Carpal tunnel syndrome is caused by compression of the median nerve resulting in chronic wrist pain.
Symptoms include a dull ache, numbness or pins and needles in the wrist and forearm, which may radiate into the hand and fingers, and is often worse at night. Treatment includes rest, bracing and in some cases surgery.
On this page:
- Symptoms & diagnosis
- Causes & anatomy
Carpal tunnel syndrome symptoms
Symptoms of carpal tunnel syndrome usually develop gradually over time and may initially only be present at night. It can occur in one hand, or both at the same time. A dull ache in the wrist and forearm is felt with pain which may radiate into the thumb and four fingers of the hand, but not the little finger.
The patient may feel sensations of tingling or burning pain in the thumb and first three fingers of the hand. Pain is often worse at night and can radiate into the forearm, elbow or even shoulder. The patient may also have weakness in the hand and fingers and have difficulty gripping things.
Carpal tunnel syndrome tests can be done to reproduce symptoms and help diagnosis:
- Phalen’s sign is where the patient bends the wrists to push the backs of the hands together, holding for 1 minute. If the test is positive then tingling that radiates into the thumb, index finger and the middle half of the fourth finger will be felt.
- Tinel’s sign is where the therapist taps with two fingers over the palm side of the wrist. Carpal tunnel syndrome could be considered if there is a tingling sensation or other symptoms are reproduced.
- Investigations may also be performed to confirm the diagnosis including MRI scan, ultrasound imaging, electromyography or a nerve conduction study.
Carpal tunnel syndrome causes & anatomy
Carpal tunnel syndrome is caused by compression of the median nerve in the wrist as it passes through a narrow channel in the wrist called the carpal tunnel along with the tendons of the flexor digitorum superficialis and flexor pollicis longus muscles of the forearm.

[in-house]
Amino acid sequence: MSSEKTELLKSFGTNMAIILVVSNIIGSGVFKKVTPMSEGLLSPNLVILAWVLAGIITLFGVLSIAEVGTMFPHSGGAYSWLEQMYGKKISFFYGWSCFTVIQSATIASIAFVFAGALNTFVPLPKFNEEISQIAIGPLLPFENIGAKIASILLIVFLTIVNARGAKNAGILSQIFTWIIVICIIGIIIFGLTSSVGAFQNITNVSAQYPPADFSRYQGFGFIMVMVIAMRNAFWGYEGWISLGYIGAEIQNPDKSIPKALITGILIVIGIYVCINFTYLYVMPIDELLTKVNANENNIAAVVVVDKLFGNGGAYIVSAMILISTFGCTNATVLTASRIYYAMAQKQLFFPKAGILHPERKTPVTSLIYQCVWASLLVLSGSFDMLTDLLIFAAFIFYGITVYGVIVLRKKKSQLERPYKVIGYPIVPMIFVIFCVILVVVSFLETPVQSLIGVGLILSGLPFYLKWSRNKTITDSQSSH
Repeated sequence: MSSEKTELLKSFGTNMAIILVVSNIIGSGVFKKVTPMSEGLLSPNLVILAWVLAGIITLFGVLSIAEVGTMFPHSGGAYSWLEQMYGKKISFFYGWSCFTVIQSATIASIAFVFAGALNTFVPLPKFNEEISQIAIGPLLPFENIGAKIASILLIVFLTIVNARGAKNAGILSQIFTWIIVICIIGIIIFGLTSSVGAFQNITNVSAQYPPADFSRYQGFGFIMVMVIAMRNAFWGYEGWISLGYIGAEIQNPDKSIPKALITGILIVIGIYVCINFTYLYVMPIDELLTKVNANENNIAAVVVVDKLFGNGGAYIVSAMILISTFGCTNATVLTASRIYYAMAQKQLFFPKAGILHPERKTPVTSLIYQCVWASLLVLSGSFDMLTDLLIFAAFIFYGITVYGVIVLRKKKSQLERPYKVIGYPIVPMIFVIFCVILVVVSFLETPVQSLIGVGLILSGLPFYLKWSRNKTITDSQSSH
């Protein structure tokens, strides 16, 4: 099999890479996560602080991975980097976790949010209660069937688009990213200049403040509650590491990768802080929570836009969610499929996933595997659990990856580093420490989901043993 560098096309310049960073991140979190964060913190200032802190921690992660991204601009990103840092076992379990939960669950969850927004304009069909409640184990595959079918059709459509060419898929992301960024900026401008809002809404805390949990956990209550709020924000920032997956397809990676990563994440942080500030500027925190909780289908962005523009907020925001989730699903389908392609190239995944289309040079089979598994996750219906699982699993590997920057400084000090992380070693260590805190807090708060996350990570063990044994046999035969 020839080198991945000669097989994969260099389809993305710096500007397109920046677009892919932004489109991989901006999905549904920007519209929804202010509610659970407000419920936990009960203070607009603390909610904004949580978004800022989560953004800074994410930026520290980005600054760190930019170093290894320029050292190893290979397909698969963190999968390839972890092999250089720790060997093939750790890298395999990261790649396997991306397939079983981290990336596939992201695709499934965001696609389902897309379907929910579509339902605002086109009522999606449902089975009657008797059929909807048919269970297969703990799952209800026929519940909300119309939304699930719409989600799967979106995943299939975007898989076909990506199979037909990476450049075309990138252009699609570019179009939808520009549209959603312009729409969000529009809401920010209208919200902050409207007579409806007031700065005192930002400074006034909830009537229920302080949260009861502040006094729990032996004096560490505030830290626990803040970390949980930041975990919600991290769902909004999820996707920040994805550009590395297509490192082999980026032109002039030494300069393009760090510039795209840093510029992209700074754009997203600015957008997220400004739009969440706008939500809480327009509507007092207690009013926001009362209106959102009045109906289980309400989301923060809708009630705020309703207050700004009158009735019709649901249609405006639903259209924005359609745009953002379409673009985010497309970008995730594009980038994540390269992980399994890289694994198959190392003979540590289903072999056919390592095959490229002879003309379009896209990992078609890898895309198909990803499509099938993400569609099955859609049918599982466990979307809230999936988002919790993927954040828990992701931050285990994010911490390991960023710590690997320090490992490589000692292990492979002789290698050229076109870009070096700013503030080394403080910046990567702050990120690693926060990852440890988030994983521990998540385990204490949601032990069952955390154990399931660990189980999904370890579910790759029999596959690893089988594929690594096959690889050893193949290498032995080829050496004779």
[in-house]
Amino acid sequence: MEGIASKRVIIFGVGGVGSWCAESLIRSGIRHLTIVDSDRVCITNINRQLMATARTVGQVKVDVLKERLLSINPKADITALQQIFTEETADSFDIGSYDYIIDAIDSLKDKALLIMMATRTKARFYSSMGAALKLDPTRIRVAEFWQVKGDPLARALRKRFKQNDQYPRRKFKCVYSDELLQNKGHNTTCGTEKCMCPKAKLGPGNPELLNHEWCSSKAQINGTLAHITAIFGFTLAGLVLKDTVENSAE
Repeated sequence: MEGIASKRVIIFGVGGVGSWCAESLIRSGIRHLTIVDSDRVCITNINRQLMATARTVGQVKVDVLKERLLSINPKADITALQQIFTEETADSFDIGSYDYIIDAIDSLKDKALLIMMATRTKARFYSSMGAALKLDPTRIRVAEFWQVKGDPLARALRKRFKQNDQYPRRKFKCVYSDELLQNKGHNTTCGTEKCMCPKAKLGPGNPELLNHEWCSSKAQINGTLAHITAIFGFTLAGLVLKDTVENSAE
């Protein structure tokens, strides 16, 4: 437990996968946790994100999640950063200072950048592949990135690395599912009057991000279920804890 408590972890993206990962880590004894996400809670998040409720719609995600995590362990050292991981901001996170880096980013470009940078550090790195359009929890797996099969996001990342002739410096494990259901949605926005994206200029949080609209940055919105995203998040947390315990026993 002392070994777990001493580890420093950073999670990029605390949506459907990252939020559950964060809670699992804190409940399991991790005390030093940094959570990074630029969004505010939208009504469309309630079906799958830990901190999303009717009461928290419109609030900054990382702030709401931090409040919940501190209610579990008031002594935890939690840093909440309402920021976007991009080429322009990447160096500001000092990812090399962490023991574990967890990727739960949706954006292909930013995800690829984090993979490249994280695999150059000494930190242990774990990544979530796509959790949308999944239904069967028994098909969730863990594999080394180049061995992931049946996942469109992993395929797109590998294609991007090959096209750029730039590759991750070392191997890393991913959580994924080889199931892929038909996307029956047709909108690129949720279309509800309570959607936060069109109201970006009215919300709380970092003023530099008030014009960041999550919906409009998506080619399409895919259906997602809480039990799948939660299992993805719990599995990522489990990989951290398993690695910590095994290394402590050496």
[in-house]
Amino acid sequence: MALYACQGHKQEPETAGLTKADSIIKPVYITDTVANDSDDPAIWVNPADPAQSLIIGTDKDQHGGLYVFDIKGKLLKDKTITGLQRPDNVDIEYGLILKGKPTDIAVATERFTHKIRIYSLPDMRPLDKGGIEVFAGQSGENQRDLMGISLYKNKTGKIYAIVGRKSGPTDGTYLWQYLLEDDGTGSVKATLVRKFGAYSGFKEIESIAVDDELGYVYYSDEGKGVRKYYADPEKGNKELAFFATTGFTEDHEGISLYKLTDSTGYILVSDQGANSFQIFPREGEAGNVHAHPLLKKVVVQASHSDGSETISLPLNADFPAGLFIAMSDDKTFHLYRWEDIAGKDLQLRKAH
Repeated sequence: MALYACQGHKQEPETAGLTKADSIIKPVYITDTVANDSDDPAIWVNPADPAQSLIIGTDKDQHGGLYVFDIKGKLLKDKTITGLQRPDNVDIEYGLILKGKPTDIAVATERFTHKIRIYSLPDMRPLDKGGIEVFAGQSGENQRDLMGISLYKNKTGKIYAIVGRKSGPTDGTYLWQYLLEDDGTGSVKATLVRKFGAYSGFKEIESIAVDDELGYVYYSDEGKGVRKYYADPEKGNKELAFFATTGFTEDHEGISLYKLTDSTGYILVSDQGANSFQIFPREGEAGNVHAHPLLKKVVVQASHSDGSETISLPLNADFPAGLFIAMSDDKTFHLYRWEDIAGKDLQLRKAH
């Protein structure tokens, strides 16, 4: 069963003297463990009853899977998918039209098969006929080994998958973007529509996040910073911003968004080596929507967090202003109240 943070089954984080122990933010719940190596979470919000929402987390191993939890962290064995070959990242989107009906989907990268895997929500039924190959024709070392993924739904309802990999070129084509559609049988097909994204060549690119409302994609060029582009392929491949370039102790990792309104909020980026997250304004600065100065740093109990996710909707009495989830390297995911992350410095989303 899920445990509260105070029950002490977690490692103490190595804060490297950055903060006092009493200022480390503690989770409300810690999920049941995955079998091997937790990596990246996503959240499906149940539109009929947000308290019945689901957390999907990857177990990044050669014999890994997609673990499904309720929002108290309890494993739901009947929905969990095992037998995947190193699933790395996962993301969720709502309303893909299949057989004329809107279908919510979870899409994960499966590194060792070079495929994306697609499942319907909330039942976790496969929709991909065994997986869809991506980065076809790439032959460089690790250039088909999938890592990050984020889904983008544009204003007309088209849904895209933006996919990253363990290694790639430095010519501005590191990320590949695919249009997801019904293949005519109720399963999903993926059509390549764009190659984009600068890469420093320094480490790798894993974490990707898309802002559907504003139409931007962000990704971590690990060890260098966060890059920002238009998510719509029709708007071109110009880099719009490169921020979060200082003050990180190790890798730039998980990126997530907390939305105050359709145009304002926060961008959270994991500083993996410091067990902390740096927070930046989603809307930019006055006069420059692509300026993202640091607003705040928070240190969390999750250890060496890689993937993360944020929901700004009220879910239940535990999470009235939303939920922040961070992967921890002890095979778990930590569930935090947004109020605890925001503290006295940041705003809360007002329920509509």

The tunnel can narrow creating pressure on the nerve for a number of reasons:
- Traumatic wrist injury such as wrist sprains and broken wrists.
- Repetitive strain injury or RSI caused by overuse of the wrist.
- Pregnancy which causes fluid retention in the wrist.
- Use of vibrating machinery which may cause damage or inflammation to the soft tissues.
- It may be congenital meaning some people naturally have a smaller, narrower carpal tunnel.
All of these conditions can cause a narrowing of the space through which the median nerve passes. Symptoms are three times more common in women, probably because they have a smaller carpal tunnel. It also has a higher prevalence in people with diabetes and other conditions which directly affect the nervous system. It usually occurs first in the dominant hand and sometimes but not always occurring as well in the nondominant hand. Some professions are more at risk of developing carpal tunnel syndrome, especially people working on an assembly line, who are continually repeating the same movement.
Carpal tunnel syndrome treatment
Treatment should initially be conservative which means without surgery. If after conservative treatment has been tried for a few weeks and not been successful then surgery is often considered.
Rest – Rest from activities which cause pain or make it worse. Continuing to use a painful wrist will not allow inflammation to settle down and soft tissues to heal. This may include work-related activities such as typing at a keyboard, DIY or sport specific training including racket sports. If you are an athlete then use this opportunity to work on another aspect of your game or maintain fitness with aerobic exercise.
Carpal tunnel wrist splint – A carpal tunnel wrist splint can be worn to immobilize the wrist joint helping you to rest the joint whilst allowing some function of the hand. The wrist splint is usually made of a thick supportive neoprene material and has a metal spoon or support along the wrist to prevent movement.
Ice or cold therapy – If there is inflammation and swelling present, using a form of cold therapy will help to relieve this. Applying ice or a specialist cold wrap to the wrist area for 10 minutes at a time can be done hourly in the early stages, reducing in frequency as required.
Medication – Your Doctor may also prescribe anti-inflammatory medication such as ibuprofen to reduce inflammation, or diuretics to clear fluid retention.